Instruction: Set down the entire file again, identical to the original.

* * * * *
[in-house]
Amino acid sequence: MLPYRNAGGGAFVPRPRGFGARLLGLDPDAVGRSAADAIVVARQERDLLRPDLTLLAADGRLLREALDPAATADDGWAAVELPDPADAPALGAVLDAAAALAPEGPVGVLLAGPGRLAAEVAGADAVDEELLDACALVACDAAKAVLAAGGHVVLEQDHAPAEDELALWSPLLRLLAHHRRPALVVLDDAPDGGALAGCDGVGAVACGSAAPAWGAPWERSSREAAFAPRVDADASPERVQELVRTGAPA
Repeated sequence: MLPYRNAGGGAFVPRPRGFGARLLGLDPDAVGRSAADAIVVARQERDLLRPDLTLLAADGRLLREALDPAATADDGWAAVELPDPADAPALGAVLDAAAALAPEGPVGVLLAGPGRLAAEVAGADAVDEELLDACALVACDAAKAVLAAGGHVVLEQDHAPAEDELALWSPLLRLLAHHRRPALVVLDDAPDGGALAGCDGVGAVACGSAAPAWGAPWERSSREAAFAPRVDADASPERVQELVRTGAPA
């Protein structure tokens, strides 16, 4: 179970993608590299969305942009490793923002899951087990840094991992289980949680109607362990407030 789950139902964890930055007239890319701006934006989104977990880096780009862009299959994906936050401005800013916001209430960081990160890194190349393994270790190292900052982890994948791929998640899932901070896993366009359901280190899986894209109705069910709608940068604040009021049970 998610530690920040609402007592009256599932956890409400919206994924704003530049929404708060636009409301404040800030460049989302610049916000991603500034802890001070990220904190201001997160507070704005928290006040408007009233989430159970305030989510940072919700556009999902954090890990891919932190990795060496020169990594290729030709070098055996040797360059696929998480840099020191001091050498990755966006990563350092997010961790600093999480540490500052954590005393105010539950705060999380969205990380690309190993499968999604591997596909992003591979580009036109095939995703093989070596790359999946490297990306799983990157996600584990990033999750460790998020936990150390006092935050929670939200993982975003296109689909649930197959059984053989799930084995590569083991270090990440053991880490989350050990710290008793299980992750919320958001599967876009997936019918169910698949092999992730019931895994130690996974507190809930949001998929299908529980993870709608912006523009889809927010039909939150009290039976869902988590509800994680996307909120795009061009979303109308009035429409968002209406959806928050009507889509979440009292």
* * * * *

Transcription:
[in-house]
Amino acid sequence: MLPYRNAGGGAFVPRPRGFGARLLGLDPDAVGRSAADAIVVARQERDLLRPDLTLLAADGRLLREALDPAATADDGWAAVELPDPADAPALGAVLDAAAALAPEGPVGVLLAGPGRLAAEVAGADAVDEELLDACALVACDAAKAVLAAGGHVVLEQDHAPAEDELALWSPLLRLLAHHRRPALVVLDDAPDGGALAGCDGVGAVACGSAAPAWGAPWERSSREAAFAPRVDADASPERVQELVRTGAPA
Repeated sequence: MLPYRNAGGGAFVPRPRGFGARLLGLDPDAVGRSAADAIVVARQERDLLRPDLTLLAADGRLLREALDPAATADDGWAAVELPDPADAPALGAVLDAAAALAPEGPVGVLLAGPGRLAAEVAGADAVDEELLDACALVACDAAKAVLAAGGHVVLEQDHAPAEDELALWSPLLRLLAHHRRPALVVLDDAPDGGALAGCDGVGAVACGSAAPAWGAPWERSSREAAFAPRVDADASPERVQELVRTGAPA
């Protein structure tokens, strides 16, 4: 179970993608590299969305942009490793923002899951087990840094991992289980949680109607362990407030 789950139902964890930055007239890319701006934006989104977990880096780009862009299959994906936050401005800013916001209430960081990160890194190349393994270790190292900052982890994948791929998640899932901070896993366009359901280190899986894209109705069910709608940068604040009021049970 998610530690920040609402007592009256599932956890409400919206994924704003530049929404708060636009409301404040800030460049989302610049916000991603500034802890001070990220904190201001997160507070704005928290006040408007009233989430159970305030989510940072919700556009999902954090890990891919932190990795060496020169990594290729030709070098055996040797360059696929998480840099020191001091050498990755966006990563350092997010961790600093999480540490500052954590005393105010539950705060999380969205990380690309190993499968999604591997596909992003591979580009036109095939995703093989070596790359999946490297990306799983990157996600584990990033999750460790998020936990150390006092935050929670939200993982975003296109689909649930197959059984053989799930084995590569083991270090990440053991880490989350050990710290008793299980992750919320958001599967876009997936019918169910698949092999992730019931895994130690996974507190809930949001998929299908529980993870709608912006523009889809927010039909939150009290039976869902988590509800994680996307909120795009061009979303109308009035429409968002209406959806928050009507889509979440009292």